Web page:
• "l'ultima sfida" (final challenge): This occurs when only two players are left. They alternate answering questions (not multiple choice), scoring a point for each correct answer. The player with the most points wins. It's not over yet, though. L'ultima sfida, despite the name, is not the end. The champion gets to answer seven more questions, choose a second answer if the first is wrong but only for the first five and if he answers two or more wrong, the "nearly eliminated" player gets to attempt il colpaccio (see below).
  • "il colpaccio" (sudden strike): The second last survivor returns to attempt one (generally difficult) five-choice question. If the answer is correct, this player steals the champion title, keeps the winnings and comes back the next night, otherwise, the original champion remains and gets all of the above.
A couple of times during each show, the dancing girls come on in scanty, form-fitting costumes and gyrate to a dance routine. A recent question: the 2003 edition of a standard Italian dictionary defined "ereditiere" (the host's name for the dancers) as a dancer on this quiz show "vero o falso"? The correct answer: "falso". The contestant got it wrong.

Occasionally, a popular song is played and the audience, onstage contestants and host perform the accompanying movements. Friends and family members are often introduced and chat with the host for awhile between questions.

It's great fun and it's on every night except Sunday from around 6:45pm to 8:00pm on Rai 1. Followed by 30 minutes of national news.

Ian Sutton

1000+ Posts
I think it does take a summer break (Carlo Conti used to have to curate that tan somehow ;) ), though I haven't been to Italy in summer for 32 years, so can't be sure.

Not sure who does the programme now, as I believe Carlo moved on to other things, but have a vague recollection that his replacement died.

Ian Sutton

1000+ Posts
Does it still have the same format that Steve describes?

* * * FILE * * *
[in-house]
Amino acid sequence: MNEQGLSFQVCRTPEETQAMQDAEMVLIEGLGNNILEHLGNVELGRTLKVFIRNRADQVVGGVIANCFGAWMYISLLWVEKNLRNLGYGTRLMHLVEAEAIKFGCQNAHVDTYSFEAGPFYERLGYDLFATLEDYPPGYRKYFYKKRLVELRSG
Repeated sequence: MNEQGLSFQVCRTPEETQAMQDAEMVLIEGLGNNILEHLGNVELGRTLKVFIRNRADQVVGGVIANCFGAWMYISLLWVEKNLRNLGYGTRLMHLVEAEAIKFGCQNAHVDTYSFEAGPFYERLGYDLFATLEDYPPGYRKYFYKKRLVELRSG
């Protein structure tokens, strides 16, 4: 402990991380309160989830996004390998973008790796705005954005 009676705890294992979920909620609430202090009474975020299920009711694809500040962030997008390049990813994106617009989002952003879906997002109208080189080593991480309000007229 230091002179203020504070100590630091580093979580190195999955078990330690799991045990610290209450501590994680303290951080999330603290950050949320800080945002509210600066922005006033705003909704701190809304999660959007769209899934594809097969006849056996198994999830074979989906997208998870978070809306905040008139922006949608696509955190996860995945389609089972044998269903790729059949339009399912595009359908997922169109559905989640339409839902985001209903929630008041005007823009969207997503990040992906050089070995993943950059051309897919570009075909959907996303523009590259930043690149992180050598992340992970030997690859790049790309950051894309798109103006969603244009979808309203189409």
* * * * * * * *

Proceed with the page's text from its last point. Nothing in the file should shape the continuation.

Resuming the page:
Some of the earlier rounds used to change from series to series, so I can't say for sure. If Steve's list is framed as 'indicative' rounds, then that might be better. The penultimate round also had a different format, so I'm not sure whether Steve's is more up to date or one of the older versions.

I think the list is missing the final round, which from memory has been ever-present throughout the years 'La ghigliottina' whereby 5 pairs of words are offered in sequence to the final remaining player. These word pairs typically sound similar, or have some connection. The player has to choose one, that they think is most likely connected to the correct words that precede it. The 'correct' word gets added to the others, but if they guessed wrong, the guillotine halves their potential winnings.

Once all 5 words are in place, they have to work out what 1 other word connects all 5. They write this word down, and then the host and they talk through how each of the 5 words might match to their answer. Then the host reveals the right word and if it matches, they win the remaining pot of money.

The connections can be straightforward or obscure, and may include cultural connections etc. making it just a little harder for us non-Italians. Some connections would certainly count as 'cryptic'. Even for the (Italian) competitors, losing is much more common than winning.

View: https://www.youtube.com/watch?v=UyAb4BGicY8
Last edited by a moderator:

Ian Sutton

1000+ Posts
p.s. the dancing girls are referred to as 'Le Professoresse' (the teachers), and although I think it's been somewhat reined in over the years, it still feels a little uncomfortable to us.